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Multidisciplinary Approach to Resection in mCRC

Insights From: John L. Marshall, MD, MedStar Georgetown University Hospital; Tanios S. Bekaii-Saab, MD, Mayo Clinic
Published: Friday, Apr 05, 2019



Transcript: 

John L. Marshall, MD:
You and I spend our day mostly focused on managing patients with metastatic colon cancer, but a lot of our audience and folks watching don’t, I mean every now and then kind of thing. And it’s back to a drumbeat we had early on, of some metastatic colon cancer patients can be cured with a surgical approach. And we see it, right? You and I have patients that were cured, I’m pretty sure, not often enough. But I think about the role the oncologist plays in that decision making. And in our shops, we’re embedded in a multidisciplinary world. But if you think about a doctor whose office is over here, and the hospital is over here, and the radiologist, and they’re all in different places, the role of the oncologist in deciding to initiate these referrals, or this multidisciplinary approach, it’s still our game, right?

Tanios S. Bekaii-Saab, MD: Yes.

John L. Marshall, MD: We’re still calling the play.

Tanios S. Bekaii-Saab, MD: We have to.

John L. Marshall, MD: And what’s like the craziest thing you thought about? Where’s the bar? We all get the single liver MET [metastases], OK done. Maybe the single lung MET, we’d be consistent there. Less optimistic maybe about that patient. But you know, and then the multiple liver MET. Is peritoneal disease fair game? Are lymph nodes fair game now? What’s your stance on this?

Tanios S. Bekaii-Saab, MD: So my stance on this is essentially the same principle, for whatever reason, there’s a group of patients that tend to prefer actually to have the tumor sit in 1 spot and not go anywhere else. So we’ve radiated retroperitoneal lymph nodes when there were a couple of them and nothing else. However, there’s something called the test of time that’s important.

When we start wandering off away from the liver and the lungs, and maybe even the peritoneum, although I would say the peritoneum is in the latter bucket, you almost have to test the biology before you do anything. For those patients you essentially would give a short course of chemotherapy—2 to 3 months—and see how they behave. And then again repeat the PET [positron emission tomography] scan, PET CT [computed tomography], PET MRI [magnetic resonance imaging], and then go either with radiation if it’s not surgically possible.

Or, I just had a patient interestingly with an adrenal MET, nothing else. PET scan completely silent, adrenal MET. Treated him for about 6 to 8 months with chemotherapy then maintenance. Adrenal MET sitting there doing nothing. Gave radiation, the adrenal MET responded a little bit more, but it’s still relatively active. Nothing else.

Now 3-4 months no therapy except the radiation to this area. And this adrenal MET is shrinking a little bit. Sent to surgery, taken out, patient remains in remission. So we have to think outside the box.

John L. Marshall, MD: Is it only curative? You know the original thinking was that it would only be useful if you cured the patient, if you were actually pulling the last weed, versus getting us back to no evidence of disease and debulking.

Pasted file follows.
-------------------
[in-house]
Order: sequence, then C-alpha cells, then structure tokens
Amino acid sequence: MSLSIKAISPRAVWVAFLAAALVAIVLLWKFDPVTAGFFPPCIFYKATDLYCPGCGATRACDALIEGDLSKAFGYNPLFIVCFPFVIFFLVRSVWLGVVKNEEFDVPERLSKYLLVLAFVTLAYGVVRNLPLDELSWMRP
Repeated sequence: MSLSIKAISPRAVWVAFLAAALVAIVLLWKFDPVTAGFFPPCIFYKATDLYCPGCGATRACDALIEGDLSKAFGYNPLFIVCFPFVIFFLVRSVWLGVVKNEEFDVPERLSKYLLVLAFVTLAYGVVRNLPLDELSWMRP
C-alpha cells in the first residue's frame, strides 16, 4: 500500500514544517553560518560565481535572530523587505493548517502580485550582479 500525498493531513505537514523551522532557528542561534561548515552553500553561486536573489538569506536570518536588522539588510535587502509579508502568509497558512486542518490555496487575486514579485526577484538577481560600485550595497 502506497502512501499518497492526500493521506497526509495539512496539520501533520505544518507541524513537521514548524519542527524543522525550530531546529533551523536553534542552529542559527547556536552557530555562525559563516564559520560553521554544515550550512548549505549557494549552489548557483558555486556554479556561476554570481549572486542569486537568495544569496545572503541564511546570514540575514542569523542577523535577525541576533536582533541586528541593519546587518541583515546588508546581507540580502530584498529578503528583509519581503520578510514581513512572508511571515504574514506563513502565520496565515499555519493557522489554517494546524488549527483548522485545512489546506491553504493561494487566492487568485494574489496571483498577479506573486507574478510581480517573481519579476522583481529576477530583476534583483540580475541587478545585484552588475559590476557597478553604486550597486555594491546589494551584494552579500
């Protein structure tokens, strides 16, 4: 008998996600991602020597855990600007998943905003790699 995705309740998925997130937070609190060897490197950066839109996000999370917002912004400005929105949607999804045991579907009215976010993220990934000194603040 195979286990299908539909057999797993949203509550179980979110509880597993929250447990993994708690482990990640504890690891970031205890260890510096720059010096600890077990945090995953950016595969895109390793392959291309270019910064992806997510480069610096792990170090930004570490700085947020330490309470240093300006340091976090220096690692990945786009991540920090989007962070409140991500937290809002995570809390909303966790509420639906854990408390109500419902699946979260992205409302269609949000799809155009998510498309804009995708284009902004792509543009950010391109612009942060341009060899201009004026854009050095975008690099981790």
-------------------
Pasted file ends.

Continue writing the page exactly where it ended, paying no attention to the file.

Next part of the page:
Tanios S. Bekaii-Saab, MD: I don’t think it’s just curative. But I think you can achieve potential cure. I think it does change the course of the disease in many ways. I want to take it a step back.

You treat the patient, you have a couple of tumors in the liver and 1 in the lung, and those ones in the liver just disappear—chemotherapy sensitive. The 1 on the lung just shrinks a tiny bit. And then you put the patient off chemotherapy, their tumor is growing just a little bit. You know that this is a likely resistant clone. Go in, take it out.

John L. Marshall, MD: CyberKnife it.

Tanios S. Bekaii-Saab, MD: CyberKnife it, take it out. And what you’ve done essentially is gotten rid of the most malignant clone. That’s the principle of resection in gist for metastatic disease. Those that don’t respond, probably the same with immune therapy. I’ve had one patient actually with immune therapy. All the disease was responding except 1, and 1 kept on growing, and that’s the 1 ultimately we resected. And guess what? The patient ended up in a good strong remission. Because those are the resistant clones that perhaps with the chemotherapy we have today, we haven’t been able to address every 1 of those clones. So I think yes, there’s a role.

John L. Marshall, MD: To me this is the most fun. I love playing with interventional radiology, radiation, surgery, and we are increasingly aggressive. But not everybody has all of those tools around them. And so I think there’s value there, we agree on that. So in those folks who don’t feel like either their surgeons, or they don’t have all the bells and whistles for some of the toys that you need, this is an opportunity to let them off the disciplinary team.

Tanios S. Bekaii-Saab, MD: They have access to us, we’re pretty open in terms of helping. But it is a little bit tricky when you’re addressing some of these more complex questions in smaller community hospitals where the surgeon does an appendix or gallbladder and then has to deal with cancer surgery.